The Stolen Child Poem by William Butler Yeats

William Butler Yeats (13 June 1865 – 28 January 1939) was an Irish poet. This post features The Stolen Child Poem by William Butler Yeats.

The Stolen Child poem by William Butler Yeats was published in 1889 in The Wanderings of Oisin and Other Poems. The poem was written in 1886 and is considered to be one of Yeats’s more notable early poems.

The poem is based on Irish legend and concerns faeries beguiling a child to come away with them. Yeats had a great interest in Irish mythology about faeries resulting in his publication of Fairy and Folk Tales of the Irish Peasantry in 1888 and Fairy Folk Tales of Ireland in 1892.

Buy:- Collected Poems by William Butler Yeats (Macmillan Collector’s Library)

The Stolen Child Poem by William Butler Yeats
The Stolen Child Poem by William Butler Yeats

The Stolen Child Poem

Where dips the rocky highland
Of Sleuth Wood in the lake,
There lies a leafy island
Where flapping herons wake
The drowsy water-rats;
There we’ve hid our faery vats,
Full of berries
And of reddest stolen cherries.
Come away, O human child!
To the waters and the wild
With a faery, hand in hand,
For the world’s more full of weeping than you
can understand.

Where the wave of moonlight glosses
The dim grey sands with light,
Far off by furthest Rosses
We foot it all the night,
Weaving olden dances,
Mingling hands and mingling glances
Till the moon has taken flight;
To and fro we leap
And chase the frothy bubbles,
While the world is full of troubles
And is anxious in its sleep.
Come away, O human child!
To the waters and the wild
With a faery, hand in hand,
For the world’s more full of weeping than you
can understand.

Where the wandering water gushes
From the hills above Glen-Car,.
In pools among the rushes
That scarce could bathe a star,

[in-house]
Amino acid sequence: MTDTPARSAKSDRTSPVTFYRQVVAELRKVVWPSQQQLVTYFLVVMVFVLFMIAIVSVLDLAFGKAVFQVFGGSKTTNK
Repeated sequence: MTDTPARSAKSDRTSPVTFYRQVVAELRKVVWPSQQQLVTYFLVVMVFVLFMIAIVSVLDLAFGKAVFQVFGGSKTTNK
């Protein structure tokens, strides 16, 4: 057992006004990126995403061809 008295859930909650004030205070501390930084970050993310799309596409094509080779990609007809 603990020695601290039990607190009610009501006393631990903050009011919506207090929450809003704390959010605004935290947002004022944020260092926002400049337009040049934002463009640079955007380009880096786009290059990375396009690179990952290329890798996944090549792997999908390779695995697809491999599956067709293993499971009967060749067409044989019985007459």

We seek for slumbering trout
And whispering in their ears
Give them unquiet dreams;
Leaning softly out
From ferns that drop their tears
Over the young streams.
Come away, O human child!
To the waters and the wild
With a faery, hand in hand,
For the world’s more full of weeping than you
can understand.

Away with us he’s going,
The solemn-eyed:
He’ll hear no more the lowing
Of the calves on the warm hillside
Or the kettle on the hob
Sing peace into his breast,
Or see the brown mice bob
Round and round the oatmeal-chest.
For he comes, the human child,
To the waters and the wild
With a faery, hand in hand,
From a world more full of weeping than he
can understand.

– William Butler Yeats

2 Comments


  1. Yeats is very specific – herons by the water (bubbles at their feet), stolen cherries by the bushel (bubbles of red), trout with bad dreams (bubbles by their tails thrashing), runaway children with sleepy demeanor (bubbles in drooling mouths).
    All involve frothing bubbles which the faeries love to chase .
    They celebrate their booty with nocturnal dancing.
    I would say it is the faeries who cause the weeping the world is full of.

    Reply

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